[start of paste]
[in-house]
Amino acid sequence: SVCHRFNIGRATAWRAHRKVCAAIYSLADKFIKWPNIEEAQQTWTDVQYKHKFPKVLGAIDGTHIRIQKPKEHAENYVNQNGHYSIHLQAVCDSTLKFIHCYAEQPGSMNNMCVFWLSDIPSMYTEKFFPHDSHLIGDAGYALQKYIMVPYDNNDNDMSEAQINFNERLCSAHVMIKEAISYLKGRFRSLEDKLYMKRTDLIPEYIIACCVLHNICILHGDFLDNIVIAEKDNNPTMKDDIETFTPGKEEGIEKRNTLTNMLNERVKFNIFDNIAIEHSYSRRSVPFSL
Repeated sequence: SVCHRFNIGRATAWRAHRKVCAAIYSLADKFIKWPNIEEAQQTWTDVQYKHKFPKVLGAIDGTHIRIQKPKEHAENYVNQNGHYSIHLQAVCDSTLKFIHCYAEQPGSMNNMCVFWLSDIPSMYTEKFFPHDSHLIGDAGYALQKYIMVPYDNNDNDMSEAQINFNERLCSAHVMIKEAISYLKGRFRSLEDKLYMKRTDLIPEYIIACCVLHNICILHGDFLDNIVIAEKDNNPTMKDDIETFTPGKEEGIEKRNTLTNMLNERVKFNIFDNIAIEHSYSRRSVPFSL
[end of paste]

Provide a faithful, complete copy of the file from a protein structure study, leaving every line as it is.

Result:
[in-house]
Amino acid sequence: SVCHRFNIGRATAWRAHRKVCAAIYSLADKFIKWPNIEEAQQTWTDVQYKHKFPKVLGAIDGTHIRIQKPKEHAENYVNQNGHYSIHLQAVCDSTLKFIHCYAEQPGSMNNMCVFWLSDIPSMYTEKFFPHDSHLIGDAGYALQKYIMVPYDNNDNDMSEAQINFNERLCSAHVMIKEAISYLKGRFRSLEDKLYMKRTDLIPEYIIACCVLHNICILHGDFLDNIVIAEKDNNPTMKDDIETFTPGKEEGIEKRNTLTNMLNERVKFNIFDNIAIEHSYSRRSVPFSL
Repeated sequence: SVCHRFNIGRATAWRAHRKVCAAIYSLADKFIKWPNIEEAQQTWTDVQYKHKFPKVLGAIDGTHIRIQKPKEHAENYVNQNGHYSIHLQAVCDSTLKFIHCYAEQPGSMNNMCVFWLSDIPSMYTEKFFPHDSHLIGDAGYALQKYIMVPYDNNDNDMSEAQINFNERLCSAHVMIKEAISYLKGRFRSLEDKLYMKRTDLIPEYIIACCVLHNICILHGDFLDNIVIAEKDNNPTMKDDIETFTPGKEEGIEKRNTLTNMLNERVKFNIFDNIAIEHSYSRRSVPFSL